Small 4to. [17 x 13 cm], (x) pp., (62) pp. London, Robert Raworth for Richard Clutterbuck, 1633. Tastefully bound in ruled red morocco, interior gilt dentelles; title-page dusty and trimmed at upper & outer margins; occasional cropping of running heads & catchwords; blank upper right corner of prelims. repaired. Complete.
Rare first edition of the first book on Vietnam in English, an eyewitness account of the commerce, government and cultural life of Cochin-China (central Vietnam) written by the Jesuit missionary Cristoforo Borri and first published in Italian in 1631.
Borri begins by marking the kingdom’s boundaries, identifying it as a narrow strip of land between Laos and the South China Sea, bordered to the north by Tongking and to the south by Champa. A discussion of the kingdom’s fertile land and rich natural resources follows, emphasizing the abundance of fruits, nuts, rice, fish, textiles, domestic stock, and “all other things requisite for the entertainement of a man’s life.” Silk is produced in such quantities that “the baser sort of people wear it dayly.” Gold and silver mines abound, and “the Wood and Timber of this countrey is the best of all the world.” Having piqued his readers’ curiosity, the author goes on to describe Cochin-China’s vibrant commercial climate, declaring it free of the red tape and bureaucratic hostility that so often greeted European traders in East Asia.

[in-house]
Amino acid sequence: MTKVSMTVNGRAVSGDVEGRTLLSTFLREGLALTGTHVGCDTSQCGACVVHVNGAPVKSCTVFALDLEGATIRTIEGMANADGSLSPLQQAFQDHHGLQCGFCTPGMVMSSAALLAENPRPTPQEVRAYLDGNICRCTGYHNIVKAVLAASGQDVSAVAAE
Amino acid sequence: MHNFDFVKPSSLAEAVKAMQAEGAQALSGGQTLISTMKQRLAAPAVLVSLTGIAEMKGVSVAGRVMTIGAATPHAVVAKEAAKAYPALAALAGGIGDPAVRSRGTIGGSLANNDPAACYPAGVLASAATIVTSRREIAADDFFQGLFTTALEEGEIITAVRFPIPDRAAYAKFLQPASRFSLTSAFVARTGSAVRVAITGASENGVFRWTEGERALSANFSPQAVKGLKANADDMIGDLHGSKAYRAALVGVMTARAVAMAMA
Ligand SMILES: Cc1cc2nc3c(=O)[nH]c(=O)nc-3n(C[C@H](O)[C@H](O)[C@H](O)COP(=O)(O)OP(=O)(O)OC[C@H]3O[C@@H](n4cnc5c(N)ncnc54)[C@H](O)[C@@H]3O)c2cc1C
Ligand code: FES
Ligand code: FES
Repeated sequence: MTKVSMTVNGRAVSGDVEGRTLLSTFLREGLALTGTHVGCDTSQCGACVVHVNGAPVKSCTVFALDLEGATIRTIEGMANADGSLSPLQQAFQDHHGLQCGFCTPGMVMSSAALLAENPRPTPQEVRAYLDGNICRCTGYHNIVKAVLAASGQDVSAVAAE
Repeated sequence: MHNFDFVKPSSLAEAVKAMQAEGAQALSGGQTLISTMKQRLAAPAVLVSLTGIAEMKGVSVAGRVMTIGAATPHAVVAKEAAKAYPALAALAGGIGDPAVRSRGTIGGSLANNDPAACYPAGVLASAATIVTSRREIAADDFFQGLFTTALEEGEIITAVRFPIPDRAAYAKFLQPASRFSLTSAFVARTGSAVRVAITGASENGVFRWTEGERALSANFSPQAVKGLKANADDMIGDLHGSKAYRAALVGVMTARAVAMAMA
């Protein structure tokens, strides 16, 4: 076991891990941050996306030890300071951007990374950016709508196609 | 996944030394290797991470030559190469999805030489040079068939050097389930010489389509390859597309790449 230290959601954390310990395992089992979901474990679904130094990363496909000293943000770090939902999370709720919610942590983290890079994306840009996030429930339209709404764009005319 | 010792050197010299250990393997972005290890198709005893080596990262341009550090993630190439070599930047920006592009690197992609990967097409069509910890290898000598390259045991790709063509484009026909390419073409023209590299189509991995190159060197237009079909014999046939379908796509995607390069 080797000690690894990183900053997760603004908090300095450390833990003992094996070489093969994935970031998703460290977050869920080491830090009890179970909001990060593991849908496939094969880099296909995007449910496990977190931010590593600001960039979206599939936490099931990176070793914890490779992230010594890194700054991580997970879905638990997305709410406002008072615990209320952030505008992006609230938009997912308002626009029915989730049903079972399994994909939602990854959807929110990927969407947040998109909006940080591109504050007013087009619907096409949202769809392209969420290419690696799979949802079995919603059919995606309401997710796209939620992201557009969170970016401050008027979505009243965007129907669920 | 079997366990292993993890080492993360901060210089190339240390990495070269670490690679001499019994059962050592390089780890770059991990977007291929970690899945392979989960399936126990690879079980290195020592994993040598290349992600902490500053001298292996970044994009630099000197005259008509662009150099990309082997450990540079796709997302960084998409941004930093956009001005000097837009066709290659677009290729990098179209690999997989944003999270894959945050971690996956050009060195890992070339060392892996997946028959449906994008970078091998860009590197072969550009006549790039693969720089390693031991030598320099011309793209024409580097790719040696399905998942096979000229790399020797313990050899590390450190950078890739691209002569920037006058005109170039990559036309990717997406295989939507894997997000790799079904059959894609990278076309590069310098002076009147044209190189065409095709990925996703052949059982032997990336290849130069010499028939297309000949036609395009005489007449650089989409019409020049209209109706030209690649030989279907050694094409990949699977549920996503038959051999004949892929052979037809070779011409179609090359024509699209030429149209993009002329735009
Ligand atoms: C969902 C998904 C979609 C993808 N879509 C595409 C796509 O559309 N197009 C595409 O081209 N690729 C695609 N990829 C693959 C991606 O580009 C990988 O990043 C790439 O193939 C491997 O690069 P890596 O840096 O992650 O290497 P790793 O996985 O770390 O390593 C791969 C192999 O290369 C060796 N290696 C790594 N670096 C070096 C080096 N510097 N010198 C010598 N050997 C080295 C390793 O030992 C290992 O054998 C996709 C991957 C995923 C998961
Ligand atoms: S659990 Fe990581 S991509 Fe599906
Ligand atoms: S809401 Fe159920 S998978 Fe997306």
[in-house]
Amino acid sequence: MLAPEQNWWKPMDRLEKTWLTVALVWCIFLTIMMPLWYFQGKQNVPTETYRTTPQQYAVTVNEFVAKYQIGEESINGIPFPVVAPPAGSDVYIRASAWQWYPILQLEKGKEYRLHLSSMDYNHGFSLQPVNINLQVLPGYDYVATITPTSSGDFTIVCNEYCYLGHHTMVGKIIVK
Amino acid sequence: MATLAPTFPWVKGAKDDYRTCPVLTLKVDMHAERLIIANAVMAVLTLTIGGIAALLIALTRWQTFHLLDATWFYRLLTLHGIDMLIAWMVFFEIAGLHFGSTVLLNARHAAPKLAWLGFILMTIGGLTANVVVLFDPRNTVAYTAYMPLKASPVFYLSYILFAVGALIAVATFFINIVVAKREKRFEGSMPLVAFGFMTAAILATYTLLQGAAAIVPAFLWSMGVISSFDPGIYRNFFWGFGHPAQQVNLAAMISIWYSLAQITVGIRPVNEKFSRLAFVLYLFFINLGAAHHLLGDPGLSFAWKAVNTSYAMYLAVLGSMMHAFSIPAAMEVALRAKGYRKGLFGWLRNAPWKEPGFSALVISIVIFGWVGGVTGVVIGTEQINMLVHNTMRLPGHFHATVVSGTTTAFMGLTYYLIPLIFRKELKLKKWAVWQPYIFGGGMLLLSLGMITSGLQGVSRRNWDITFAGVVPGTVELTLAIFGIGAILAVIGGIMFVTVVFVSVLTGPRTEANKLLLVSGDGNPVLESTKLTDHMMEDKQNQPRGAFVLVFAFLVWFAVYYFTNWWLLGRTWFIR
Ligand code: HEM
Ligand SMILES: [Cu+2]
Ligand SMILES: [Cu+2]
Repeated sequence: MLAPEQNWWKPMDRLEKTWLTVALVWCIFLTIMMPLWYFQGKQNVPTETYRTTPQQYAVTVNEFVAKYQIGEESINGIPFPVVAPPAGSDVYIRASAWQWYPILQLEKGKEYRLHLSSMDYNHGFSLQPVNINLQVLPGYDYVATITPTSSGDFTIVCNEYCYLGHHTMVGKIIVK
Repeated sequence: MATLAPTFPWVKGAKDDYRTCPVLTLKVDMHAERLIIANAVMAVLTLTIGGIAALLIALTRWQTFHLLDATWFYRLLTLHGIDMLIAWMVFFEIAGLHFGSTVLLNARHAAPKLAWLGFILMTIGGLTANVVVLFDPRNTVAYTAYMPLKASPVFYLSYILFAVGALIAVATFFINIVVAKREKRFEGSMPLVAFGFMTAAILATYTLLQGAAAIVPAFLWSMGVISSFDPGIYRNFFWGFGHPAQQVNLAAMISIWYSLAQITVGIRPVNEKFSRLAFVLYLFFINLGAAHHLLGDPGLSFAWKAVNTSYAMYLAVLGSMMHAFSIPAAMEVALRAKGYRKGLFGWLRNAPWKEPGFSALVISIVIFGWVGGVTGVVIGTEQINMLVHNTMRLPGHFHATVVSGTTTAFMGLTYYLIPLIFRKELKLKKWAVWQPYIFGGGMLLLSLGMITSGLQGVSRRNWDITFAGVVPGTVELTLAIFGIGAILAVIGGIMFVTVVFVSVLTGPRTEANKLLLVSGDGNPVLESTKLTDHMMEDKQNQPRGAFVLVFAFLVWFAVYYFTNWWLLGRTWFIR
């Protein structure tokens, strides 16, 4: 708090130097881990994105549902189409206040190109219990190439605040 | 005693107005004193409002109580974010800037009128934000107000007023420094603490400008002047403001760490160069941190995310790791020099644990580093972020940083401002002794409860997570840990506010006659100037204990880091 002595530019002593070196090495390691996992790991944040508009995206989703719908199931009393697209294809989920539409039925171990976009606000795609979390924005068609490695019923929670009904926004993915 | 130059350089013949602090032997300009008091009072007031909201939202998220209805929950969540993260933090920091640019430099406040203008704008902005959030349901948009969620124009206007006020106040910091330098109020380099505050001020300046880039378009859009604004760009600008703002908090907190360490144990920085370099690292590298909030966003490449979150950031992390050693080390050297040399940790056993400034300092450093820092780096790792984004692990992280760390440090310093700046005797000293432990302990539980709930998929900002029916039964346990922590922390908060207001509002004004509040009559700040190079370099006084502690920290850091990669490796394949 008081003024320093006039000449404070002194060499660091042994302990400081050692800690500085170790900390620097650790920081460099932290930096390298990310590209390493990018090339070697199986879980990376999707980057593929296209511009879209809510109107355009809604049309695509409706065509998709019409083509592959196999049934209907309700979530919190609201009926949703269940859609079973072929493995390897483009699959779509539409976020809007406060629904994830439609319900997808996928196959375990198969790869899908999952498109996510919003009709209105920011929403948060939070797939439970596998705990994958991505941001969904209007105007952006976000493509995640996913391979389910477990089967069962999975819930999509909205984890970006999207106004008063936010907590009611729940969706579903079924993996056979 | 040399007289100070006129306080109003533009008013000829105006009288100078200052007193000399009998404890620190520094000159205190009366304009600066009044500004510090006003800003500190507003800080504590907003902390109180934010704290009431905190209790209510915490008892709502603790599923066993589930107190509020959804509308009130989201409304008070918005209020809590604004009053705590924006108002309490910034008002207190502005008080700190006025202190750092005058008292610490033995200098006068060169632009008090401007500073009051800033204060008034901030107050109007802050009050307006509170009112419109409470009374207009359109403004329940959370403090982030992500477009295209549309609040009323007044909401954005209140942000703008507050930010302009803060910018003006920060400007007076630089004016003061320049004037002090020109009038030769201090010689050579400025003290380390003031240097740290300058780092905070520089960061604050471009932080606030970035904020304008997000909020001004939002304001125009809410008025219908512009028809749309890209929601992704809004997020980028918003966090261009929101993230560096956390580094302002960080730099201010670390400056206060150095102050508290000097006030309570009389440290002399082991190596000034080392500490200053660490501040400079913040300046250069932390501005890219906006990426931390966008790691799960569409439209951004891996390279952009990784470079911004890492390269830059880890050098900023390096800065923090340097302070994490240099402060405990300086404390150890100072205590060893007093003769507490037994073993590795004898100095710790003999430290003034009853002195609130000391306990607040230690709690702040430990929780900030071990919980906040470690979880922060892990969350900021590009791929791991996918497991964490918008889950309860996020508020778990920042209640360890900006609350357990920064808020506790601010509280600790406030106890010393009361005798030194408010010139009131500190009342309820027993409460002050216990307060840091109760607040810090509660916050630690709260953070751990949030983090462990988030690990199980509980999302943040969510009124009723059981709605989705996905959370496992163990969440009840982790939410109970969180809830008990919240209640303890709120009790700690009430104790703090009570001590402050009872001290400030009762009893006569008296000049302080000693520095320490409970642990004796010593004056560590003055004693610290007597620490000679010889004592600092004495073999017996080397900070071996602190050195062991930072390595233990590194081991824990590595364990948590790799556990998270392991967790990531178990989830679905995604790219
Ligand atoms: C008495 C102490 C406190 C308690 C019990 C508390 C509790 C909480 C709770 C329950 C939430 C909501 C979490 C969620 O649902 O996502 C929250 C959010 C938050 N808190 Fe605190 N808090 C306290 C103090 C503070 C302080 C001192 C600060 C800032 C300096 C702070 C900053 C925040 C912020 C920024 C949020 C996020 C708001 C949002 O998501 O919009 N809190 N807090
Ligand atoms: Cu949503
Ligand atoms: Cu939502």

Borri’s 1631 Relazione, a Jesuit missions letter directed at his Catholic superiors and lay readers, was already unusual among works in its genre for devoting a substantial part exclusively to non-religious content. Ashley, the translator, executed further changes of his own in order to render the present work more attractive to Protestant business interests—most notably by omitting the part where Borri testified to the struggle and success of his Jesuit missions (particularly the conversion of Pulucambi province). The translation also cheerfully elides two disastrous episodes in recent European trade with Cochin-China: the 1601 massacre of 23 members of an envoy from the VOC, and a similar massacre in 1613 of the crew of an English trading vessel. This attempt to coax England’s notoriously skittish merchants into commerce with Cochin-China is also borne out by Ashley’s choice of dedicatee: Maurice Abbot, the newly-elected governor of the British East India Company.
According to Pollard and Redgrave, the work’s last signature is in 3 rather than 4 because the unsigned title-page was printed as the 4th and final leaf.
Cristoforo Borri (1583-1632), a Milanese astronomer, lived in Cochin-China from 1617-1622, where he learned enough of the language to hear confession. By 1633, two years after its first appearance, his Relatione had been translated into French, German, Dutch and English. This is the first copy to appear on the market since 1988 [Christie’s sale of John Fleming, 11.08.88].
* STC 1504; Lach.III, v. 3, p. 1250-1266; Dror & Taylor, Views of 17th C Vietnam, pp. 66. Not in Löwendahl, who nonetheless records translations in French, German, and Dutch.